Julie told a story yesterday as we were enjoying a cuppa.
Julie is the woman who owns the building my studio is in; Julie is the type of woman I aspire to be. Sparkling eyes, kind hearted and a great yarner.
Over the years I have been honing my ability to sit still and listen to the stories of my elders.
I guess I always have listened to a degree but now I see the sparkle in the treasure glisten with more intensity as I too walk towards becoming an elder. We were outside the studio and I was impatient to finish a project and felt that annoyance in my body as a woman came over to talk while Julie and I were having a break.
She was interrupting our tea and would take up time as Julie talks to everybody.
I took a breath, told myself to drop and get over it.
At least she was wearing a mask I reasoned.
I’m glad I didn’t rush off because the woman had recently lost a loved one and was struggling.
Julie did as Julie does, she surrounded her with her endless love and regaled this woman, who has been visiting this area since she was a child, with tales of yore.
This is the story Julie told.
The farmers wives.
When Julie was young, in her 20’s she moved to the village where we are now.
The village was surrounded by farms, as it still is now, and in these farms once lived the farmers wives.
A tight, tough, wizened, kindly bunch of older women who always seemed to know what to say and do.
Young Julie was in awe of these women and was amazed at their ability to do everything, fix anything, heal most things and still heartily laugh at life.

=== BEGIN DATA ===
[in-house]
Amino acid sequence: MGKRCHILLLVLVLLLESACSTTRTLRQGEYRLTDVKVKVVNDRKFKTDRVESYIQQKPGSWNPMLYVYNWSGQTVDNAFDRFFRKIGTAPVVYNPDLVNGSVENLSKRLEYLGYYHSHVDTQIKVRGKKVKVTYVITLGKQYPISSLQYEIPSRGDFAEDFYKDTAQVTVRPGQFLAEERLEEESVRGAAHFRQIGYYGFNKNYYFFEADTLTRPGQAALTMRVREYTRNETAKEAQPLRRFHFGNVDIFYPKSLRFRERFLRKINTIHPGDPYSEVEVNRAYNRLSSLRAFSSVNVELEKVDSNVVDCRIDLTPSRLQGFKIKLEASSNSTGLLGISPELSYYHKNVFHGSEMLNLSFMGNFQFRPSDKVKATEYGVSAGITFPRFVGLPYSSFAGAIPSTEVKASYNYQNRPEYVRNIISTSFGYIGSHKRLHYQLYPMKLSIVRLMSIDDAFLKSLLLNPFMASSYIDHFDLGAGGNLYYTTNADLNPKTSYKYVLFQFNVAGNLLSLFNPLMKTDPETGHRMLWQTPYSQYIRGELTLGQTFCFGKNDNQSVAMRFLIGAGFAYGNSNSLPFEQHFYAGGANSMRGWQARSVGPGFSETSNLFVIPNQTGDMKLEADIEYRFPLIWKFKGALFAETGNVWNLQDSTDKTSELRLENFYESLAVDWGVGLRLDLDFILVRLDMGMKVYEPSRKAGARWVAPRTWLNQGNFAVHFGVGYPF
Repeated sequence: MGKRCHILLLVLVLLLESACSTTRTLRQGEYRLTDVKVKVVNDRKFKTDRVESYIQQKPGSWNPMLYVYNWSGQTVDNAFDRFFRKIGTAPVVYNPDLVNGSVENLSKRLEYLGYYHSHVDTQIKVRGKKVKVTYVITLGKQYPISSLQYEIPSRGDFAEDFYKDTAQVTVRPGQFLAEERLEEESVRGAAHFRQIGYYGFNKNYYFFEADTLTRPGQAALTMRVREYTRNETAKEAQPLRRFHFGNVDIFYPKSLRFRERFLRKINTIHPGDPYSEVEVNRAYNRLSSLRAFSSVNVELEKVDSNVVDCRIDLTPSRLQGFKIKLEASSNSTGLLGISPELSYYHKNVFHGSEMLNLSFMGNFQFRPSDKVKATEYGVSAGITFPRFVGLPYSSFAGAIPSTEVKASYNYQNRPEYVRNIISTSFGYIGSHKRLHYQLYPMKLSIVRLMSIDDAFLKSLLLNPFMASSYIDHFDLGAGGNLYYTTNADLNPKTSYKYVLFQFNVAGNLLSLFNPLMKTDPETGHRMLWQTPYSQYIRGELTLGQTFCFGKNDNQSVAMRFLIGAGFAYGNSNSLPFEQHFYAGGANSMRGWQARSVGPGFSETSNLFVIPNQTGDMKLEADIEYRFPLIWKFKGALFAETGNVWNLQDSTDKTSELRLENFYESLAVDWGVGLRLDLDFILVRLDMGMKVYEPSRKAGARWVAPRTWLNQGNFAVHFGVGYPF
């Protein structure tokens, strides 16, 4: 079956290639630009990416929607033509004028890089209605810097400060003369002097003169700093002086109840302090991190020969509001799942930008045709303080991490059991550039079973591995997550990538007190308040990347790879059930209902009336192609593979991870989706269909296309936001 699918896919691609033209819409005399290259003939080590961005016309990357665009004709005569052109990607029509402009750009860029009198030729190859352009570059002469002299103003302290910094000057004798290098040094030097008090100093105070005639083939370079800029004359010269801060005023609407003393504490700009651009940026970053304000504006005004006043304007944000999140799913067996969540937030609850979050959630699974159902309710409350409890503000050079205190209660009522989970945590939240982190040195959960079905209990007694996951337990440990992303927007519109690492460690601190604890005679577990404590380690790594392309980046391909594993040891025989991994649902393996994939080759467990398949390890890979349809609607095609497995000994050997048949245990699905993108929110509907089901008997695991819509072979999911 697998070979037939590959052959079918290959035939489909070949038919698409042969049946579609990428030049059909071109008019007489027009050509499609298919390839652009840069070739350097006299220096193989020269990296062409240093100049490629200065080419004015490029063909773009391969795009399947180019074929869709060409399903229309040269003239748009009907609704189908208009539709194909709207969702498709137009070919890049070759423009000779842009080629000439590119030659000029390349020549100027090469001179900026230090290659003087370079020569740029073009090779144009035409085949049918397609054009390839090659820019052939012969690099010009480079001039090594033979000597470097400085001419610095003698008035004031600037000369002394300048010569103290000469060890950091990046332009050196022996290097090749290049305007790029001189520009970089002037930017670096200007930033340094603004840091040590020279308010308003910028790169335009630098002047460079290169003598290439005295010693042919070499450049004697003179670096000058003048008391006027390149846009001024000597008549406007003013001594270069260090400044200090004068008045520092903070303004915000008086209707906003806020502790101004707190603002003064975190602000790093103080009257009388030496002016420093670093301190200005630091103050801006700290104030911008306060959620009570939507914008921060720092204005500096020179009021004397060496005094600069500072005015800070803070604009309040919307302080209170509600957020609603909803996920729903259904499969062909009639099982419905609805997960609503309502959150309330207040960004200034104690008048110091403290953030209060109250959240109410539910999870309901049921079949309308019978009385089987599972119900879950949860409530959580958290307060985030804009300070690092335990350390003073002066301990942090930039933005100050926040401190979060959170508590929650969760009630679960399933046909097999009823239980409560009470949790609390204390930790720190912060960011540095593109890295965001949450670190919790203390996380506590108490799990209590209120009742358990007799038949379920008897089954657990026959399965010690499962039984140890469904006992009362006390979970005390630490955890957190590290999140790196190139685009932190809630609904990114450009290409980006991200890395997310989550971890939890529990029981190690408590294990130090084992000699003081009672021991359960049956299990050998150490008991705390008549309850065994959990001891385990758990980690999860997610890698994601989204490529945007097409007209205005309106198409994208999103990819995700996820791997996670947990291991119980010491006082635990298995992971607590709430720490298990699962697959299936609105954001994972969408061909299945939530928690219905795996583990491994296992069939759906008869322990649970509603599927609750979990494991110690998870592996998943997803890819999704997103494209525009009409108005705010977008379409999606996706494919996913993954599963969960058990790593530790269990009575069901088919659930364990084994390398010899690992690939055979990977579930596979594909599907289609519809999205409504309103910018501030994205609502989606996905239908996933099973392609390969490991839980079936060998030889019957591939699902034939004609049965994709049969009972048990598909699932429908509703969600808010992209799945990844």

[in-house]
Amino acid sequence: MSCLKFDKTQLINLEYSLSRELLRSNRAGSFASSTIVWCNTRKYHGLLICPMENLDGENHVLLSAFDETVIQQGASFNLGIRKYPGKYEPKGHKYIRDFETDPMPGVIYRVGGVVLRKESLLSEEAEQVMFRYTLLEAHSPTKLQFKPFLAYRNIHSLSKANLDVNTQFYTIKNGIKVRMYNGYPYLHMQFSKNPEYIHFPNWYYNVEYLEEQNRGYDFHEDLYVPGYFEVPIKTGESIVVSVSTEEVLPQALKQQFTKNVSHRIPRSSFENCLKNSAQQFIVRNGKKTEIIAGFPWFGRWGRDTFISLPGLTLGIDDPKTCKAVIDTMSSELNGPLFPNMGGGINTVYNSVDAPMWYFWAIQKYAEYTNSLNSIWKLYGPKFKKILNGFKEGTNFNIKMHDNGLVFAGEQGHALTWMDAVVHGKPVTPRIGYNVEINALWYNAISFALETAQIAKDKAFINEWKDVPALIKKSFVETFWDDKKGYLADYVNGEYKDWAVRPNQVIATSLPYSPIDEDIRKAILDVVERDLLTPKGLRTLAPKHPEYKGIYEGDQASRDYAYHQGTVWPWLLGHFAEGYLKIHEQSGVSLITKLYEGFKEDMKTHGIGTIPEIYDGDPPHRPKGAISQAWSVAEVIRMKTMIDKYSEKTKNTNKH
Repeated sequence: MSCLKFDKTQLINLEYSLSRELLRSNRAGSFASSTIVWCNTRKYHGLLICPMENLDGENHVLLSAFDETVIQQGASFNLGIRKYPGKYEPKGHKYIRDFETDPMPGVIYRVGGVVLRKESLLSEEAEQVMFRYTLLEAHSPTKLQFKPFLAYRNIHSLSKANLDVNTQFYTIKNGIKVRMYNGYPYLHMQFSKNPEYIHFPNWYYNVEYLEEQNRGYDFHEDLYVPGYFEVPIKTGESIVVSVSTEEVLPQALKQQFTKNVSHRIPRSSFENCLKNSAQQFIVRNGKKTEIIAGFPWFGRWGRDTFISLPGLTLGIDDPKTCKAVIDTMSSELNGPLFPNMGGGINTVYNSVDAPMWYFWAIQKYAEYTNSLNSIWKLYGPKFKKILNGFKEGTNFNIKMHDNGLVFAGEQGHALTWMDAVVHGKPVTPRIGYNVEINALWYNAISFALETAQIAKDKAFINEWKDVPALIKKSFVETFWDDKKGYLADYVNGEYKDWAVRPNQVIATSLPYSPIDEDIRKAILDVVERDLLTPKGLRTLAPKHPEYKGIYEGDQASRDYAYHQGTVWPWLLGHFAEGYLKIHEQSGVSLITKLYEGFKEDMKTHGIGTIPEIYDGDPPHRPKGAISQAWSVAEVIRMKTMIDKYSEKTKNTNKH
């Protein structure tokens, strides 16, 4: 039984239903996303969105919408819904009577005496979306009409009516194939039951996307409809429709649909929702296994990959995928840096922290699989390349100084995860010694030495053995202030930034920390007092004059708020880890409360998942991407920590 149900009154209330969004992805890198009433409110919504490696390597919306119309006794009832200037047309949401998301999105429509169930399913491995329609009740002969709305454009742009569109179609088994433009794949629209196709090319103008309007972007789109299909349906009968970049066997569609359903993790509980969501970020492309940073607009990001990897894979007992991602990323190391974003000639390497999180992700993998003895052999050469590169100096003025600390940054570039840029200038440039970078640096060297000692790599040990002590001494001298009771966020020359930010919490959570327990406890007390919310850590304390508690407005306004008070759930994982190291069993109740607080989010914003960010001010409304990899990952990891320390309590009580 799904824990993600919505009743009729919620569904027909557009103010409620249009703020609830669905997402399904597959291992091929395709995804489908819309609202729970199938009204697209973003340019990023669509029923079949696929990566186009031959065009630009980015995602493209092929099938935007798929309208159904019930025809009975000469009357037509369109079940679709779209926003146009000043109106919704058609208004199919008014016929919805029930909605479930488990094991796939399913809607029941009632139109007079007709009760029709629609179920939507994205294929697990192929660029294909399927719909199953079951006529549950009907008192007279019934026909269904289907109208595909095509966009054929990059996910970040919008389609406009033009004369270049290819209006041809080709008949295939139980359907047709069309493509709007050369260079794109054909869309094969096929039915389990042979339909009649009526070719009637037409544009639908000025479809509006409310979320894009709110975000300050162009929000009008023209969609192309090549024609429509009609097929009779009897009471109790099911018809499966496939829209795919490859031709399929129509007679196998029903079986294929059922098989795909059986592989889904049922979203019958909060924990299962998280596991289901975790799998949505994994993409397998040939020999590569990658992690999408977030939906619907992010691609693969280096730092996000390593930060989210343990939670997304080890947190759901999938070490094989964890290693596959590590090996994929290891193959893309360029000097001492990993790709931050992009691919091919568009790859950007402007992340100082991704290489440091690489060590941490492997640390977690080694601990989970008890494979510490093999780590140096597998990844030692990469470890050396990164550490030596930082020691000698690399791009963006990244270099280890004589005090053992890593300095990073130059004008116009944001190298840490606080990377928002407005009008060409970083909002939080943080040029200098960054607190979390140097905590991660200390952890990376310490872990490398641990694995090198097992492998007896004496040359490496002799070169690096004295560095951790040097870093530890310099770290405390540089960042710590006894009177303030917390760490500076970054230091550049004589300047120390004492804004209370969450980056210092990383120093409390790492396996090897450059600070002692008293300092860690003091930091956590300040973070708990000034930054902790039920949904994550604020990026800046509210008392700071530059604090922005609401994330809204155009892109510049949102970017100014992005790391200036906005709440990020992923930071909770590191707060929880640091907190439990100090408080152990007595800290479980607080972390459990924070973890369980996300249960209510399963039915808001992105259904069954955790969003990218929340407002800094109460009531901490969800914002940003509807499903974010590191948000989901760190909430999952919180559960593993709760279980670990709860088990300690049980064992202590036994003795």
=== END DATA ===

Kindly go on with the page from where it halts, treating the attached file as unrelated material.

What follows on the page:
Their collective wisdom was the local encyclopedia and they were called upon often but just as often would turn up unannounced when needed.
With soup, with clothing, with medicine, with tractors or with shotguns.
Their knack for knowing was uncanny.
One day on her way back from the big town, Julie discovered the back roads were flooded so she had to double back through town, over the big bridge and around to the main road to try and get through at the 5 ways, when she got there, that bridge was also flooded.
However, waiting resplendent near in their beat up farm trucks, on her side of the flooded road waiting to cross, were the farmers wives.
Julie went to ask them when they thought flood waters might receded, after all they knew everything.
‘Dunno love’ was the reply ‘The river does what it does’ was the sanguine reply from the oldest farmers wife.
Julie was surprised and to be honest a little disappointed at their response until one of the farmers wives said, ‘I reckon I know just what to do’ and she walked over to her truck.
Julie immediately brightened, this was what she was waiting for.
She’d heard tales of these women's strange bush tricks, performing near miracles on near dead livestock and now she was about to witness this first hand.
The woman went to her truck, Julie waited shimmering in excitement that she might bring out a rock, or a feather or some kind of ant-river rising amulet.
The woman arrived back with scones.
‘So who wants one?’ She asked in a tone that had the usual directness reserved for those from the country.
Julie's disappointment again resurfaced but a scone was a scone and she had to laugh at her own dreamy foolishness thinking that these women had some old farmers wife remedy that could stead a flooded river.
They all sat down to scones and chats about this and that, about other floods and who got stuck and where they got stuck and how they got unstuck til there were no scones left.
Julie stood to clean up and in doing so turned towards the bridge only to find that the river had subsided and the road was now clear.
Old farmers wife magic comes in many guises reckons Julie.
And that day it was scones.